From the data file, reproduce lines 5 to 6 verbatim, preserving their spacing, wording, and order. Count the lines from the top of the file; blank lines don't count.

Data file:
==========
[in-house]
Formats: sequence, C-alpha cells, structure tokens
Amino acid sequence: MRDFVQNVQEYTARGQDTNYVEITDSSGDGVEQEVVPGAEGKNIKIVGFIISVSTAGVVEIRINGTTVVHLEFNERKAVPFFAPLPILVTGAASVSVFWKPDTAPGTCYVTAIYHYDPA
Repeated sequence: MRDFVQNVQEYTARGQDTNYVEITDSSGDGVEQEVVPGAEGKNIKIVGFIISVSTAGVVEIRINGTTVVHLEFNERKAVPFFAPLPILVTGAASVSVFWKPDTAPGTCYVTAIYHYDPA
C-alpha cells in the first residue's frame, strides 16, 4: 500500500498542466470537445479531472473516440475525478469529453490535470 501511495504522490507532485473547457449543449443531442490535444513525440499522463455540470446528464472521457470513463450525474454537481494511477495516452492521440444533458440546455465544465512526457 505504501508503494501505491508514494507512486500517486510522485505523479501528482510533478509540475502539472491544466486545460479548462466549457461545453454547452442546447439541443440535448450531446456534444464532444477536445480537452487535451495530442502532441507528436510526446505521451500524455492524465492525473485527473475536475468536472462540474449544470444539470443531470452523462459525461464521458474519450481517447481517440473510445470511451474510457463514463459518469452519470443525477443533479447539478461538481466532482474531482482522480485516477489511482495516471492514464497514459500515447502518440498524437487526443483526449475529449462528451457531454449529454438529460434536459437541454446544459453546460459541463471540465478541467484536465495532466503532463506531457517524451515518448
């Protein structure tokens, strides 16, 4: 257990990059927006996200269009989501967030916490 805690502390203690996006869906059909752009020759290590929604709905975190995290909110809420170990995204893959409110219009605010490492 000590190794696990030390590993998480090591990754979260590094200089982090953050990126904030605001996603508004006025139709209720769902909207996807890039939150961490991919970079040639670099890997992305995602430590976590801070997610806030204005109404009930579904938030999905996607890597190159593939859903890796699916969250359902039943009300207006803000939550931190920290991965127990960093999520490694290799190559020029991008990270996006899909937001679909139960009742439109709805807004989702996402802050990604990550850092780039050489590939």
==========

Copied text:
C-alpha cells in the first residue's frame, strides 16, 4: 500500500498542466470537445479531472473516440475525478469529453490535470 501511495504522490507532485473547457449543449443531442490535444513525440499522463455540470446528464472521457470513463450525474454537481494511477495516452492521440444533458440546455465544465512526457 505504501508503494501505491508514494507512486500517486510522485505523479501528482510533478509540475502539472491544466486545460479548462466549457461545453454547452442546447439541443440535448450531446456534444464532444477536445480537452487535451495530442502532441507528436510526446505521451500524455492524465492525473485527473475536475468536472462540474449544470444539470443531470452523462459525461464521458474519450481517447481517440473510445470511451474510457463514463459518469452519470443525477443533479447539478461538481466532482474531482482522480485516477489511482495516471492514464497514459500515447502518440498524437487526443483526449475529449462528451457531454449529454438529460434536459437541454446544459453546460459541463471540465478541467484536465495532466503532463506531457517524451515518448
């Protein structure tokens, strides 16, 4: 257990990059927006996200269009989501967030916490 805690502390203690996006869906059909752009020759290590929604709905975190995290909110809420170990995204893959409110219009605010490492 000590190794696990030390590993998480090591990754979260590094200089982090953050990126904030605001996603508004006025139709209720769902909207996807890039939150961490991919970079040639670099890997992305995602430590976590801070997610806030204005109404009930579904938030999905996607890597190159593939859903890796699916969250359902039943009300207006803000939550931190920290991965127990960093999520490694290799190559020029991008990270996006899909937001679909139960009742439109709805807004989702996402802050990604990550850092780039050489590939």